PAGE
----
# Higher Order Ordinary Differential Equations (ODEs)

A linear ODE of order $ n $ has the general form:

\begin{equation} a_n(x)\frac{d^n y}{dx^n} + a_{n-1}(x)\frac{d^{n-1} y}{dx^{n-1}} + \dots + a_1(x)\frac{dy}{dx} + a_0(x)y = f(x). \end{equation} If $ f(x) = 0 $ then the equation is called homogeneous; otherwise it is inhomogeneous. The general solution to Eq. (1) will contain $ n $ arbitrary constants.

In order to solve any equation of the form (1), we must first find the general solution of the complementary equation:

\begin{equation} a_n(x)\frac{d^n y}{dx^n} + a_{n-1}(x)\frac{d^{n-1} y}{dx^{n-1}} + \dots + a_1(x)\frac{dy}{dx} + a_0(x)y = 0. \end{equation} The general solution of Eq. (2) will contain $ n $ linearly independent functions, say $ y_1(x), y_2(x), \dots, y_n(x) $. Then the general solution is given by:

\begin{equation} y_c(x) = c_1y_1(x) + c_2y_2(x) + \dots + c_ny_n(x); \end{equation} where the $ c_i $ are arbitrary constants that may be determined if $ n $ boundary conditions are provided. For $ n $ functions to be linearly independent over an interval, there must not exist any set of constants $ c_1, c_2, \dots, c_n $ such that:

\begin{equation} c_1y_1(x) + c_2y_2(x) + \dots + c_ny_n(x) = 0 \end{equation} over that interval except for the trivial case:

\begin{equation} c_1 = c_2 = \dots = c_n = 0. \end{equation} A simple method to solve the homogeneous higher order ODE will be illustrated in this section. But first, another way to approach to the solution of this types of equations is going to be discussed. Sometimes it is more convenient to convert a higher order ODE to a set of first order ODEs. In the following, this method is presented.

# Turning a higher order ODE to a system of 1st-order ODEs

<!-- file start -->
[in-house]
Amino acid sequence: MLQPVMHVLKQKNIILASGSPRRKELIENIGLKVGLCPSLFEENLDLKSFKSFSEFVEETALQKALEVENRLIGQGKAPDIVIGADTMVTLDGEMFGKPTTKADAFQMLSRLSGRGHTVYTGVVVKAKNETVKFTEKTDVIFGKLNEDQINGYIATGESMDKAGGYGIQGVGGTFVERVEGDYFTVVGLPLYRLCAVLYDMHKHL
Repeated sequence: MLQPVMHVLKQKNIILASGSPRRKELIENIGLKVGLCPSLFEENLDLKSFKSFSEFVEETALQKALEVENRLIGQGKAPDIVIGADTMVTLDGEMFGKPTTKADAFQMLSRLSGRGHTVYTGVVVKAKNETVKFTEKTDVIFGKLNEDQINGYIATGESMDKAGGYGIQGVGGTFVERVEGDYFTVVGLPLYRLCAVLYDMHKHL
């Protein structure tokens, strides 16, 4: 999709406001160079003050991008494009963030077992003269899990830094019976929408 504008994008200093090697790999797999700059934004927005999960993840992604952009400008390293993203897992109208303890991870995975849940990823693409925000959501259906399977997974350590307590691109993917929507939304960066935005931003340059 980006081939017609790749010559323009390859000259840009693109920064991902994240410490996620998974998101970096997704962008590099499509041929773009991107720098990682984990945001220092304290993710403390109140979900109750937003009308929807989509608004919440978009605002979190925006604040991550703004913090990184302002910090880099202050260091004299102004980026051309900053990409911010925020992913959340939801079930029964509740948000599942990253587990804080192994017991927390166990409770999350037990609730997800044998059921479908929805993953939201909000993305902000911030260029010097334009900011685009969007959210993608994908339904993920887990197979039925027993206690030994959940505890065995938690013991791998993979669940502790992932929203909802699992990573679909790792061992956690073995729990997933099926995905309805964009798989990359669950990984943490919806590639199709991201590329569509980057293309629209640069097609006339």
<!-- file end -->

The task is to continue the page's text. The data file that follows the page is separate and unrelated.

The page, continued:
For simplicity, we will consider a 3rd-order ODE in the following form:

\begin{equation} a_3(x)\frac{d^3 y}{dx^3} + a_2(x)\frac{d^2 y}{dx^2} + a_1(x)\frac{dy}{dx} + a_0(x)y = f(x). \end{equation} Considering $ t_0 = y, t_1 = \frac{dy}{dx}, t_2 = \frac{d^2 y}{dx^2} $ it is possible to rewrite Eq. (6) as a system of 1st-order equations:

\begin{equation} \begin{cases} & t_0' = t_1 \\ & t_1' = t_2 \\ & at_2' + bt_2 + ct_1 + dt_0 = f(x) \end{cases} \end{equation} in which $ (\cdot)' $ represents the derivation with respect to $ x $. Applying proper boundary conditions, the system of ODEs can be easily solved.

# Finding solutions for homogeneous equations

Now let us consider the homogeneous form of the Eq. (6): \begin{equation} a_3(x)\frac{d^3 y}{dx^3} + a_2(x)\frac{d^2 y}{dx^2} + a_1(x)\frac{dy}{dx} + a_0(x)y = 0. \end{equation} Associating the ODE of 3rd-order to a correspondent algebraic equation, we have:

\begin{equation} \frac{d^k y}{dx^k} \longleftrightarrow \lambda ^k \ \ \Rightarrow \ \ a_3\lambda ^3 + a_2\lambda ^2 + a_1\lambda + a_0 = 0; \end{equation} and the solution in general form can be represented as:

\begin{equation} y = \sum\limits_{i=1}^3 C_i e^{\lambda _i x}. \end{equation} In a particular case of $ a_0 = 0 $, we can rewrite Eq. (9):

\begin{equation} \lambda (a_3\lambda ^2 + a_2\lambda + a_1) = 0; \end{equation} which leads to the following roots: \begin{equation} \begin{cases} & \lambda_1 = 0 \\ & \lambda_{2,3} = \frac{-a_2 \pm \sqrt{a_2^2-4a_3a_1}}{2a_3} \end{cases} \end{equation} Therefore, the solution can be written: \begin{equation} y = C_1 + C_2 e^{\lambda_2 x} + C_3 e^{\lambda_3 x}; \end{equation} and the constants $ C_1, C_2, C_3 $ can be found applying boundary conditions.

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